• Liberty North has many exciting teaching and learning opportunities! This space is devoted to making that learning visible and sharing our collective story. 

  • Visible Learning

    Posted by Tara Harvey on 1/10/2019 9:00:00 AM

    One component of Visible Learning that our LPS colleagues are diving into are learner dispositions. Learner dispositions are a person's habits of thinking and doing when learning. Liberty Oaks has made an effort to choose 6 ideas that they will intentionally teach their students. I was recently in their building and had the opportunity to interview several students and they were experimenting with the language successfully. Check out the graphic below and you will see that many of these concepts are applicable at the high school level as well.

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    Learner Dispositions

     

    At Liberty North, we have several teachers also discussing the language of learning and the tools we need to be successful. The team of teachers who volunteered to be a part of the Visible Learning Guiding Coalition wrestled with this question this week.  One component of our discussion included the helpless hand raising that sometimes occurs in our classrooms. This article Weaning the Helpless Handraiser is a good resource or reminder. I had no idea that one of these interactions can take 4-5 minutes away from instructional time. It is ok for learning to be hard for the right reasons including learning new concepts and thinking critically about complicated topics.  Teaching our students to rely on themselves is a great habit to reinforce and helping them develop a language of learning may increase their ability to trust themselves to move on without constant teacher contact.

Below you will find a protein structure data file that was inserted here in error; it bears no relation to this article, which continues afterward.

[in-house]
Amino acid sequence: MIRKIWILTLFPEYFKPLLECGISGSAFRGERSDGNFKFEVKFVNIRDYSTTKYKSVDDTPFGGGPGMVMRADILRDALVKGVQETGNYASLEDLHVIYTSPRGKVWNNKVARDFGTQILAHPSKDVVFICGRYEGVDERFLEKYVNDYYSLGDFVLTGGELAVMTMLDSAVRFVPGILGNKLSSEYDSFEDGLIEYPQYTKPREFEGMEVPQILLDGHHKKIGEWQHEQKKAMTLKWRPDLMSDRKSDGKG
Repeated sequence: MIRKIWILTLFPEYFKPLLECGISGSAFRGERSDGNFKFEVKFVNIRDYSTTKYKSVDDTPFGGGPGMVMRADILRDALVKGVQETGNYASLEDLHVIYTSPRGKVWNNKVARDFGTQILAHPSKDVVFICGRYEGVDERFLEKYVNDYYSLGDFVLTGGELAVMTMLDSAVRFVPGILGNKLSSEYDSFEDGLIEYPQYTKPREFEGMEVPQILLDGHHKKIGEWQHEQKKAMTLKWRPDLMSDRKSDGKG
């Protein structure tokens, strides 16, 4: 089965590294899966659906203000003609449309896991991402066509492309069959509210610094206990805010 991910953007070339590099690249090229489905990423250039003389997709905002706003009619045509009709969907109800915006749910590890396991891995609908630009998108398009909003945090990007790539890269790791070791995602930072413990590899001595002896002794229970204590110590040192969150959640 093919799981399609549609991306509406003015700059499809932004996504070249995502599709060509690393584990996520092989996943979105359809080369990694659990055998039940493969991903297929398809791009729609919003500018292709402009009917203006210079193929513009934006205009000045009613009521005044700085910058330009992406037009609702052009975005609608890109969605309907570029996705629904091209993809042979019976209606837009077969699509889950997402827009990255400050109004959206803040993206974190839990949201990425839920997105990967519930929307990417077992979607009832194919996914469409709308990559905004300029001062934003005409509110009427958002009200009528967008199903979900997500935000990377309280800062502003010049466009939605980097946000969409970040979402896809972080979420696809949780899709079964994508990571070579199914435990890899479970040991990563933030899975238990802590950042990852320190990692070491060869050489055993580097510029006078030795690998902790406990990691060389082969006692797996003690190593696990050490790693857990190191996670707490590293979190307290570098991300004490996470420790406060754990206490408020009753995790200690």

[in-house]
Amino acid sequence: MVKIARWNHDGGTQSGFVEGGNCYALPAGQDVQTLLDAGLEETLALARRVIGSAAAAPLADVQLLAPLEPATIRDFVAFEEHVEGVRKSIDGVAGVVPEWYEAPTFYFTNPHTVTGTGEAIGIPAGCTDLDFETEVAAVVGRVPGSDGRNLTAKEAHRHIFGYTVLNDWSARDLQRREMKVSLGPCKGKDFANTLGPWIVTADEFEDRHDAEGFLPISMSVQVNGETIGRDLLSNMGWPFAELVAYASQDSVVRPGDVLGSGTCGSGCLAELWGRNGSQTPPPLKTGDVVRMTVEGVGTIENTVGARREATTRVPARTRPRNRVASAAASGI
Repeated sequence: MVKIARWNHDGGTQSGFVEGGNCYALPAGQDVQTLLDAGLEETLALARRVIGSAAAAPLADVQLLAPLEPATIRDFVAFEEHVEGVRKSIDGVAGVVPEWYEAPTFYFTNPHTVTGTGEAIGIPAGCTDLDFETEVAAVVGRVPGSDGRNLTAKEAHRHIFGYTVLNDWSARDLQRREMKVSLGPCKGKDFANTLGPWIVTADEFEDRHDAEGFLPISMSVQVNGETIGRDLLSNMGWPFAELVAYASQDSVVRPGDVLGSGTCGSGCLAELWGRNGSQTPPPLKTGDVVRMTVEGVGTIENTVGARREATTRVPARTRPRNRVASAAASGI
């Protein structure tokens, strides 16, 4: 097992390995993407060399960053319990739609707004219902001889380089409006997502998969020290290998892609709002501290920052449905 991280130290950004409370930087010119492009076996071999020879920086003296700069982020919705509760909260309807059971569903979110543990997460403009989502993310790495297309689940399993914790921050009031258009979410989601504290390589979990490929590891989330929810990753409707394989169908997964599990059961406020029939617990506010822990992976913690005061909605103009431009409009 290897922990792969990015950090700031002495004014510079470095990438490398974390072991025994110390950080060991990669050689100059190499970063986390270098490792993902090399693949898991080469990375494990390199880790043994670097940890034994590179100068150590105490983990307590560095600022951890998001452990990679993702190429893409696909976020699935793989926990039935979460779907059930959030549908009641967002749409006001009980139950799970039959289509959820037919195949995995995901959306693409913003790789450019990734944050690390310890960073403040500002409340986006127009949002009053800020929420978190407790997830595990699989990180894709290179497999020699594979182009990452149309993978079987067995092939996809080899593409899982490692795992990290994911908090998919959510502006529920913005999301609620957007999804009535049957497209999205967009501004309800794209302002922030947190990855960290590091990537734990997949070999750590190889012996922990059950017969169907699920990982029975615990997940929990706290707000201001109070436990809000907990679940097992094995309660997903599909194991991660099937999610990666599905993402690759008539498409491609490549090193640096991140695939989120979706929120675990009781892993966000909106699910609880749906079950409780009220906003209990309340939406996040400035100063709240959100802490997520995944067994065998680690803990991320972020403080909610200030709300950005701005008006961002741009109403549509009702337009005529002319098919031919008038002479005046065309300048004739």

Another component of Visible Learning is regarding our students being assessment capable. Students are asked to share their understanding of content and concepts in a variety of ways in high school. We ask that they communicate their skills and knowledge through writing, presenting, creating, and performing to name a few. When can we provide exemplars for students? What do they still need to know and be able to do? How will they be able to show what they know? Are they connecting the dots between past, current, and future learning?

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    At North, there are classrooms who are giving students opportunities to share their understandings in varied manners. One example is devoting time to developing a shared vocabulary that is overarching and therefore essential to the entire curriculum. When students are overwhelmed by new vocabulary, they are less capable in showing what they know. Students can wrestle with the concepts verbally and in writing as well as creating an image that represents the concept.  Cooperative Learning Strategies such as consensus placemats (strategy 3 in the article) are effective for giving students individual ownership as well as the support of peer influence which will lead to students being able to explicate what they know.

     

     

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  • Humanities 10

    Posted by Tara Harvey on 11/12/2018 1:00:00 PM

    Humanities 10 students have been researching human rights violations while exploring the historical, cultural, and societal implications. Through the creation of a multi genre artifact project they have been developing empathy and a deeper understanding of both world history and the impact it has on individuals. Ronnie Lathrop and Kimberly Brownlee have utilized project based learning in combination with cooperative structures to enable their students to dive deeply into content while also refining their research, reading, and writing skills.